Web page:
Holding our suppliers to high product safety standards: Walmart maintains a risk-based Global Product Safety Compliance Program to assist Walmart associates in complying with local product safety laws and requirements and company policies. Walmart’s Product Safety Compliance team comprises experienced product safety professionals who oversee our product safety program.

In the U.S., for example, we expect our general merchandise (GM) suppliers to send their items to third-party global testing laboratories so the items can be independently tested for compliance with all applicable laws, regulations and standards. We require GM products to undergo this testing before we sell them, and annually thereafter.

When an item is deemed non-compliant, we instruct the supplier to correct the issue, remove the item from sale and prohibit purchase in stores and online. We voluntarily provide the U.S. Consumer Product Safety Commission (CPSC)—the principal federal regulatory agency overseeing the safety of consumer products—with product incident data on a regular basis so that they can take additional actions to keep consumers safe.

Educating the public about proper use of products: In 2020, we partnered with U.S. government agencies and an industry trade association to develop creative education campaigns designed to keep our customers safer:

  • The National Highway Traffic Safety Administration’s “Where’s Baby?” campaign to prevent hot car heatstroke deaths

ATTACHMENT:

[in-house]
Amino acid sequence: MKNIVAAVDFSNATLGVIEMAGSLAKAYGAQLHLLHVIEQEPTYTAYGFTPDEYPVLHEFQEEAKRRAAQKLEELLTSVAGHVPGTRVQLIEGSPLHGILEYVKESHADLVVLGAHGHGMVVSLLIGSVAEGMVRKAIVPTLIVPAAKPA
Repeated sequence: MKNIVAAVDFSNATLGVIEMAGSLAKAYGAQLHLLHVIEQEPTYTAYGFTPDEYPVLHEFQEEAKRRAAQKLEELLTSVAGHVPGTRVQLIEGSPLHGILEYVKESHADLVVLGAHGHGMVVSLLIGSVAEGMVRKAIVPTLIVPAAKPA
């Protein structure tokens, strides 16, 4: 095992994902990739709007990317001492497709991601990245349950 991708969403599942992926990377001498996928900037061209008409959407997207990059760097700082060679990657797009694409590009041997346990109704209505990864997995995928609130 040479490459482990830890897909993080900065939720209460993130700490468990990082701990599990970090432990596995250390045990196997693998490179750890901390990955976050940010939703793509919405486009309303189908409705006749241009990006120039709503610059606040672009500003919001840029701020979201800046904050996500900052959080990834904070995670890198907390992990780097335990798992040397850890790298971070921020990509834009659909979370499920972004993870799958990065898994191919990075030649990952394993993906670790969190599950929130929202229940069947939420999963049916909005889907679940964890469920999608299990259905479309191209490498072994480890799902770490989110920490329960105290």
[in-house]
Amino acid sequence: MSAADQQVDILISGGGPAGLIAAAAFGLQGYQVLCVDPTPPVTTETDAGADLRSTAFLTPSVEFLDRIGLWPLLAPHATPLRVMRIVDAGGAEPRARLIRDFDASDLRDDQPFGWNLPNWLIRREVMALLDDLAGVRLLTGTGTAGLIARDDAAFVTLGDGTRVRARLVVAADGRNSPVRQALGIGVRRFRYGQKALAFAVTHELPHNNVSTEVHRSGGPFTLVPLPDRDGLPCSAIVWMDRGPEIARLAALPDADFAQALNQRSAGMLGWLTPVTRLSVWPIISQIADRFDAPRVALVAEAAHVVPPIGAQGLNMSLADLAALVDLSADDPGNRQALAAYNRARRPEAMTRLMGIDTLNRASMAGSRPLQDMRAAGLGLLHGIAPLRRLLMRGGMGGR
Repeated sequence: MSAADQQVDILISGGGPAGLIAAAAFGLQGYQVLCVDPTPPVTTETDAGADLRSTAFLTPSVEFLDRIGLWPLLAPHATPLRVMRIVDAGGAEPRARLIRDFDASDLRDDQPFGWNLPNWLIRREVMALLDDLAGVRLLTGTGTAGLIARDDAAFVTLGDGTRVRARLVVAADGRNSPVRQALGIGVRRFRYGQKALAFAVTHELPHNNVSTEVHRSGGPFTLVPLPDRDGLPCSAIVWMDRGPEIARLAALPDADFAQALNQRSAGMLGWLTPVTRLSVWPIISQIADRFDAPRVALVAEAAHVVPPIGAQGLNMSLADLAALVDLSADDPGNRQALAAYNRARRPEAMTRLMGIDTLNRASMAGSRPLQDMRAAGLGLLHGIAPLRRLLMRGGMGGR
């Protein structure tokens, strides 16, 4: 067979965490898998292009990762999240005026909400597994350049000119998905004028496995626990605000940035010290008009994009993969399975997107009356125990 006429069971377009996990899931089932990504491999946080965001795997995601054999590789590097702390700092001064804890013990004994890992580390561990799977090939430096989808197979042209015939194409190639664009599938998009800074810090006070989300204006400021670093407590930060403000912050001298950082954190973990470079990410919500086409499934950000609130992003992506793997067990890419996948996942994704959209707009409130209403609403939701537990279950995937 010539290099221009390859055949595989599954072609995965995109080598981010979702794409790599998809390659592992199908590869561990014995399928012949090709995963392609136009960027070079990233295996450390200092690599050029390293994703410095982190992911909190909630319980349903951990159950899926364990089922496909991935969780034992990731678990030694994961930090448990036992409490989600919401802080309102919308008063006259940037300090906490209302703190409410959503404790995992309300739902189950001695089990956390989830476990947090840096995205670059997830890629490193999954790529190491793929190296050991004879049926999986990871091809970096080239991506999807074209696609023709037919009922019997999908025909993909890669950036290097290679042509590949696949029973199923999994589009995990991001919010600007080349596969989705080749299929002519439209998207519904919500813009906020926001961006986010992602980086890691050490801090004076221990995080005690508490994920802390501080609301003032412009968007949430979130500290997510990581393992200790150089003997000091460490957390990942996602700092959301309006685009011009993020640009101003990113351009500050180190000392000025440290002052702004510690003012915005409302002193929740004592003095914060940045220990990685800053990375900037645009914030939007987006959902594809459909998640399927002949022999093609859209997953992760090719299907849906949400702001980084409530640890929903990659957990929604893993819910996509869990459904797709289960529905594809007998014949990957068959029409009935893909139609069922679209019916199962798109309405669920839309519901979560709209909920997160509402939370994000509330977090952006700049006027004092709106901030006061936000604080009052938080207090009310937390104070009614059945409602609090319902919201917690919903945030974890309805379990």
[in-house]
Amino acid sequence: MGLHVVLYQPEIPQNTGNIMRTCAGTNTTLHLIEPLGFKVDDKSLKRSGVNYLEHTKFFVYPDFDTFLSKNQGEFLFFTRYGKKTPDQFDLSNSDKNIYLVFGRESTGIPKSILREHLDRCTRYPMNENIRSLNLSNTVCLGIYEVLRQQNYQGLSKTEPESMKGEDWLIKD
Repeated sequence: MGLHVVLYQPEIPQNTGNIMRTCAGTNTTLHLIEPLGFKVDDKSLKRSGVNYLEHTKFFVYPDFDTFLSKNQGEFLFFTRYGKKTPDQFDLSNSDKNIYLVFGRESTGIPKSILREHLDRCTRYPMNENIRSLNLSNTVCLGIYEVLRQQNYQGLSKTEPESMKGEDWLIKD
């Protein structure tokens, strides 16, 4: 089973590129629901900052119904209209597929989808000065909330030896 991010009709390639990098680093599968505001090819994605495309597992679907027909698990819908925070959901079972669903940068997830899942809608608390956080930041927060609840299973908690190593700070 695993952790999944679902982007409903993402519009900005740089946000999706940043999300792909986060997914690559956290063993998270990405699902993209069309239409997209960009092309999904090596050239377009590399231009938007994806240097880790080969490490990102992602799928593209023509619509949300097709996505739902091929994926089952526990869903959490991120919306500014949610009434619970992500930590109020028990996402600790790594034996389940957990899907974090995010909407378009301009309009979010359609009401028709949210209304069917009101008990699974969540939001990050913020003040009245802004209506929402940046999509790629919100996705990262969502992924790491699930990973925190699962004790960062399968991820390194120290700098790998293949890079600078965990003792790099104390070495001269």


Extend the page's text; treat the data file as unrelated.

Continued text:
• The National Highway Traffic Safety Administration’s “The Right Seat” campaign to promote proper car seat selection
  • The Consumer Product Safety Commission’s “Pool Safely” campaign to prevent child drownings
  • The Consumer Product Safety Commission’s “Portable Generator” campaign to prevent portable-generator-related carbon monoxide deaths
  • The Juvenile Products Manufacturers Association’s “Baby Safety Month” campaign to promote the safe use and selection of juvenile products

Maintaining trust in pricing & product quality during the pandemic: Amid the COVID-19 pandemic, the U.S. market was flooded with offers to sell personal protective equipment (PPE) such as face masks. Our compliance program enabled us to help our merchant partners quickly source hundreds of millions of safer and compliant masks and other PPE for our customers.

We also worked to protect our customers from price-gouging on high-demand items such as masks, hand sanitizer and other forms of PPE throughout the pandemic. Walmart moved quickly to institute pricing guardrails and a social media monitoring tool to surface and address potential incidents of price-gouging.

Consumer protection and responsible marketing

Walmart is committed to complying with all applicable consumer protection laws and regulations where we do business. Providing clear and accurate information helps our customers decide where to shop and what to buy. In addition to our Code of Conduct, we have a Global Consumer Protection Policy that requires relevant associates to provide clear and accurate information to our customers so they can make the most informed buying decisions. It also requires associates responsible for marketing to follow requirements for making product claims, to provide clear and transparent disclosures, and to partner with associates in merchandising to provide adequate stock levels for advertised items.